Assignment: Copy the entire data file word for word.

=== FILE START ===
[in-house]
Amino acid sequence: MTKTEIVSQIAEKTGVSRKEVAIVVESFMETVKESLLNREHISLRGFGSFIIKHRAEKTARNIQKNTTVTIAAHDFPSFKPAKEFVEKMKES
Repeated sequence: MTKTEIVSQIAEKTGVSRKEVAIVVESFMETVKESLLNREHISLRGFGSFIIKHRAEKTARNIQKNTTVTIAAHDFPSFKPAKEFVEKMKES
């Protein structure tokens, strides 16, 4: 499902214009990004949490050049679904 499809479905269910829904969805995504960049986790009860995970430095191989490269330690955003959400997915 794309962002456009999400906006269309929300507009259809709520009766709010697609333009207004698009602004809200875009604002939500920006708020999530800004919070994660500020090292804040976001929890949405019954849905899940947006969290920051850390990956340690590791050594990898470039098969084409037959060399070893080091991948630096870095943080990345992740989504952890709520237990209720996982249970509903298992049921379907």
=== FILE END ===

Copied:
[in-house]
Amino acid sequence: MTKTEIVSQIAEKTGVSRKEVAIVVESFMETVKESLLNREHISLRGFGSFIIKHRAEKTARNIQKNTTVTIAAHDFPSFKPAKEFVEKMKES
Repeated sequence: MTKTEIVSQIAEKTGVSRKEVAIVVESFMETVKESLLNREHISLRGFGSFIIKHRAEKTARNIQKNTTVTIAAHDFPSFKPAKEFVEKMKES
């Protein structure tokens, strides 16, 4: 499902214009990004949490050049679904 499809479905269910829904969805995504960049986790009860995970430095191989490269330690955003959400997915 794309962002456009999400906006269309929300507009259809709520009766709010697609333009207004698009602004809200875009604002939500920006708020999530800004919070994660500020090292804040976001929890949405019954849905899940947006969290920051850390990956340690590791050594990898470039098969084409037959060399070893080091991948630096870095943080990345992740989504952890709520237990209720996982249970509903298992049921379907």